• Native American lands also tend to have relatively high poverty rates and have relatively less access to safe and reliable water supplies as well as water treatment.See footnote 9 
  • Municipalities now pay the majority of water infrastructure costs.See footnote 10 As a result, wealthier municipalities are more likely to make larger investments in water resource infrastructure while frontline communities, with fewer financial resources, tend to have aging infrastructure that is more vulnerable to climate events. These disparities leave frontline communities susceptible to degrading infrastructure, reduced water quality, inadequate water treatment, and flood risks.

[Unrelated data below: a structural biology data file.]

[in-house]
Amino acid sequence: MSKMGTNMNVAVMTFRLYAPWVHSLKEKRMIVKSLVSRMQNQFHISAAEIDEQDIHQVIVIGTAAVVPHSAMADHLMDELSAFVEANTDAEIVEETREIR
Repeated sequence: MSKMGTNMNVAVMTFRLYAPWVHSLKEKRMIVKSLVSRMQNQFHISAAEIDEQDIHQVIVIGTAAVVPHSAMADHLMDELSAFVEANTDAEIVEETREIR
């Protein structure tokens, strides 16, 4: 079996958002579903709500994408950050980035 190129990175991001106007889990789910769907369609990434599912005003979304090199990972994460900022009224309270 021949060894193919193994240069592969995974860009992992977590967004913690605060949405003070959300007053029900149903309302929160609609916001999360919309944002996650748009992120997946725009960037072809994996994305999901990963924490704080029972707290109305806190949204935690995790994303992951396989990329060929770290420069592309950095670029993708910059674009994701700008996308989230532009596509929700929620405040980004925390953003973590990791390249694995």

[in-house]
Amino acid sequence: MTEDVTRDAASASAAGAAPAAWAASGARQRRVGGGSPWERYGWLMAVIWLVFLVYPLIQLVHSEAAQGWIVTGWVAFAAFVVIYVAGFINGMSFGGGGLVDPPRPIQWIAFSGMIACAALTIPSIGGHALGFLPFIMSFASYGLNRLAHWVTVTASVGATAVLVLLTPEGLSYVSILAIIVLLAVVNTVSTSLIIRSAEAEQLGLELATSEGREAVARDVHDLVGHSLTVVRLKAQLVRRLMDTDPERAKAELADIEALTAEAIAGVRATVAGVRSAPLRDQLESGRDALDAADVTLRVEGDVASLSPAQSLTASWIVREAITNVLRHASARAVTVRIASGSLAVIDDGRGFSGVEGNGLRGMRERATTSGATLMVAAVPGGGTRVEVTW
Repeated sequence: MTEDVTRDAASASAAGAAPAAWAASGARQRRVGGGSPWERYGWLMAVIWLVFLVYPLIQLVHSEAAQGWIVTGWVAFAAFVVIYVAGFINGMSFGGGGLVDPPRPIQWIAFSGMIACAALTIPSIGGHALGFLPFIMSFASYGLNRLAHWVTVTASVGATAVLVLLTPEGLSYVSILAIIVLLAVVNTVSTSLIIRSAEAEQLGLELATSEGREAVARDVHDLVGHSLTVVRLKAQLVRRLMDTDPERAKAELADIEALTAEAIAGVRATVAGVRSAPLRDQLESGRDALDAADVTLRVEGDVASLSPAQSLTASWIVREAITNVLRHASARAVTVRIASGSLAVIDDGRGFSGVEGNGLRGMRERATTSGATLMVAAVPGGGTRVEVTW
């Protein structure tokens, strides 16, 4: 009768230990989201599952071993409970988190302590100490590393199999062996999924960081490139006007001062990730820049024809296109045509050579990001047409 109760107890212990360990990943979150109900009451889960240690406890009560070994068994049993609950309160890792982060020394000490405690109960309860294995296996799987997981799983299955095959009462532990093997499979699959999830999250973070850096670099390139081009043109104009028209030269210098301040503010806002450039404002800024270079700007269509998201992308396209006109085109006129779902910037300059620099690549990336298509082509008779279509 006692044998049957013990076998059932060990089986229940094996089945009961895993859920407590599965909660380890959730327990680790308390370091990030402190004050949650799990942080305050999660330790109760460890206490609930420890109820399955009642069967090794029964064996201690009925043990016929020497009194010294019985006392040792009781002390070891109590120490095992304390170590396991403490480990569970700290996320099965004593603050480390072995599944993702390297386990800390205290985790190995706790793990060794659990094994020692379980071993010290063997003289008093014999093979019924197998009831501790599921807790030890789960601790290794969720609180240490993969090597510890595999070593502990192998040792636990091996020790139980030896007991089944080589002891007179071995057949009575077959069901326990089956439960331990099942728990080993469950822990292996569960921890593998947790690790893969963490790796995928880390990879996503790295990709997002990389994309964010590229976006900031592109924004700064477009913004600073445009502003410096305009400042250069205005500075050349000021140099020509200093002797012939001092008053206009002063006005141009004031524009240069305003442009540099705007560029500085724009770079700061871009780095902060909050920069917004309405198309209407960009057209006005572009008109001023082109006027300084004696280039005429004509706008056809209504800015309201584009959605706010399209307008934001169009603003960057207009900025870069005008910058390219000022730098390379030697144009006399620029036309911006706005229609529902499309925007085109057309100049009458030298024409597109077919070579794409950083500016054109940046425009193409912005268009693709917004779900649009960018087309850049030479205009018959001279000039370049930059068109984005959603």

America’s water infrastructure across the nation, and not just in frontline communities, (along with other public infrastructure) is in very poor shape, with the American Society of Civil Engineers giving the state of the nation’s drinking water infrastructure a D and its water treatment infrastructure a D+.See footnote 11 

Goals for Resilient Water

The goal of equitable water resilience is to reduce the vulnerability to climate change risks in a manner that addresses how marginalized communities may be disproportionately affected by such risks. This chapter discusses how equity and resilience issues are being reduced by addressing: